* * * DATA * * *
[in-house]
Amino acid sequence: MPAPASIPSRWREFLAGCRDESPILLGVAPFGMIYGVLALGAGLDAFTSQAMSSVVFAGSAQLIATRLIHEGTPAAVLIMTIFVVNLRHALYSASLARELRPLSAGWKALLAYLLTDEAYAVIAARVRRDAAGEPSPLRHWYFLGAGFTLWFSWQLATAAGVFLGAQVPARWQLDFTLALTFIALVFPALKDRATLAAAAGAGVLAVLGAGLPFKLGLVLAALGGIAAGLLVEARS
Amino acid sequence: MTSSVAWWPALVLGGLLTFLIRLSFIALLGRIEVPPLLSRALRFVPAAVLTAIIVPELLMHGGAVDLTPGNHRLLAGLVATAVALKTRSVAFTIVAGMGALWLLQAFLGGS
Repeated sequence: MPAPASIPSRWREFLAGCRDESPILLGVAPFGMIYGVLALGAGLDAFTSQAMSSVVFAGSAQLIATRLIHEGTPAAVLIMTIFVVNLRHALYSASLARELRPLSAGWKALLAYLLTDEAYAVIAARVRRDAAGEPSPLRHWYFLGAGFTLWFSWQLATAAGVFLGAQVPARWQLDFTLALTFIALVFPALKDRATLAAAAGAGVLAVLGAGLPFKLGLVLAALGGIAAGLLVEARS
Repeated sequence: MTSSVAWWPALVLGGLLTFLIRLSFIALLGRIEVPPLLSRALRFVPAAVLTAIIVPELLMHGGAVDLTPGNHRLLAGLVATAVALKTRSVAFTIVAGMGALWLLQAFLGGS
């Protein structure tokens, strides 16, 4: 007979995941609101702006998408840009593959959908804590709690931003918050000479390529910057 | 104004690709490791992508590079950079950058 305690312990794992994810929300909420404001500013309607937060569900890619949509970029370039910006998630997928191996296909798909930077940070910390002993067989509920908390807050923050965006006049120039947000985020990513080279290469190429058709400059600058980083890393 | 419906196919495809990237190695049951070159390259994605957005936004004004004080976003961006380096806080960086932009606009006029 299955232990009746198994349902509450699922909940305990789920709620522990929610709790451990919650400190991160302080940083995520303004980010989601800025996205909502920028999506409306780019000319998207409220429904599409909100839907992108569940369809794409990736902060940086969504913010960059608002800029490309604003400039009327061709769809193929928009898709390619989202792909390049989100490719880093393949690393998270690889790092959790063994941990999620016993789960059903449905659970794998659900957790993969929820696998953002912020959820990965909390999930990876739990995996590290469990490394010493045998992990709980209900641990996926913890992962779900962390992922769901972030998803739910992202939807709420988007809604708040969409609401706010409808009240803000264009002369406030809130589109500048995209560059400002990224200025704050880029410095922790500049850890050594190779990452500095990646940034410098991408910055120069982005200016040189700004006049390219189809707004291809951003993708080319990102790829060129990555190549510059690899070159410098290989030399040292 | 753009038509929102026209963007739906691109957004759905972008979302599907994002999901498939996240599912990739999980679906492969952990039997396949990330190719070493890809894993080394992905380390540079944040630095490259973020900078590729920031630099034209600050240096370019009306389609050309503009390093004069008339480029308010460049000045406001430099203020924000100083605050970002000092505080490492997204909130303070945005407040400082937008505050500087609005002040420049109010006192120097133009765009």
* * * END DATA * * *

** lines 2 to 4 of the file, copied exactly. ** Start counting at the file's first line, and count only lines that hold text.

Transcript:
Amino acid sequence: MPAPASIPSRWREFLAGCRDESPILLGVAPFGMIYGVLALGAGLDAFTSQAMSSVVFAGSAQLIATRLIHEGTPAAVLIMTIFVVNLRHALYSASLARELRPLSAGWKALLAYLLTDEAYAVIAARVRRDAAGEPSPLRHWYFLGAGFTLWFSWQLATAAGVFLGAQVPARWQLDFTLALTFIALVFPALKDRATLAAAAGAGVLAVLGAGLPFKLGLVLAALGGIAAGLLVEARS
Amino acid sequence: MTSSVAWWPALVLGGLLTFLIRLSFIALLGRIEVPPLLSRALRFVPAAVLTAIIVPELLMHGGAVDLTPGNHRLLAGLVATAVALKTRSVAFTIVAGMGALWLLQAFLGGS
Repeated sequence: MPAPASIPSRWREFLAGCRDESPILLGVAPFGMIYGVLALGAGLDAFTSQAMSSVVFAGSAQLIATRLIHEGTPAAVLIMTIFVVNLRHALYSASLARELRPLSAGWKALLAYLLTDEAYAVIAARVRRDAAGEPSPLRHWYFLGAGFTLWFSWQLATAAGVFLGAQVPARWQLDFTLALTFIALVFPALKDRATLAAAAGAGVLAVLGAGLPFKLGLVLAALGGIAAGLLVEARS